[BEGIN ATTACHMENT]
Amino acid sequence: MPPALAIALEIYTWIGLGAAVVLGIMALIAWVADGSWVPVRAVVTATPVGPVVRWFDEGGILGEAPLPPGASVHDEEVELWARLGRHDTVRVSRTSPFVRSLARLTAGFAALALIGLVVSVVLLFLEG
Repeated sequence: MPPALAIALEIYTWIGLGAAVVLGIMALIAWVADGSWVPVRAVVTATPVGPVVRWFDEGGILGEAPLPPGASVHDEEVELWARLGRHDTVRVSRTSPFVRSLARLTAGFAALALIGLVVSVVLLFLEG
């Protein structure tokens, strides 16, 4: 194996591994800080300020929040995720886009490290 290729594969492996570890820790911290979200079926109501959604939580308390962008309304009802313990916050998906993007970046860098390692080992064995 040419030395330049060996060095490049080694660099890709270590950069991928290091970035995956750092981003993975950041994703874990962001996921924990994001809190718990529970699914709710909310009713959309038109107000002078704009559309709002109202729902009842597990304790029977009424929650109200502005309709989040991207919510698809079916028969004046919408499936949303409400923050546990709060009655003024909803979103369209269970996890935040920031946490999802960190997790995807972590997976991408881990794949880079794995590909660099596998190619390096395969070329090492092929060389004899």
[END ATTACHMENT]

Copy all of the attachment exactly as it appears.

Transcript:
Amino acid sequence: MPPALAIALEIYTWIGLGAAVVLGIMALIAWVADGSWVPVRAVVTATPVGPVVRWFDEGGILGEAPLPPGASVHDEEVELWARLGRHDTVRVSRTSPFVRSLARLTAGFAALALIGLVVSVVLLFLEG
Repeated sequence: MPPALAIALEIYTWIGLGAAVVLGIMALIAWVADGSWVPVRAVVTATPVGPVVRWFDEGGILGEAPLPPGASVHDEEVELWARLGRHDTVRVSRTSPFVRSLARLTAGFAALALIGLVVSVVLLFLEG
């Protein structure tokens, strides 16, 4: 194996591994800080300020929040995720886009490290 290729594969492996570890820790911290979200079926109501959604939580308390962008309304009802313990916050998906993007970046860098390692080992064995 040419030395330049060996060095490049080694660099890709270590950069991928290091970035995956750092981003993975950041994703874990962001996921924990994001809190718990529970699914709710909310009713959309038109107000002078704009559309709002109202729902009842597990304790029977009424929650109200502005309709989040991207919510698809079916028969004046919408499936949303409400923050546990709060009655003024909803979103369209269970996890935040920031946490999802960190997790995807972590997976991408881990794949880079794995590909660099596998190619390096395969070329090492092929060389004899």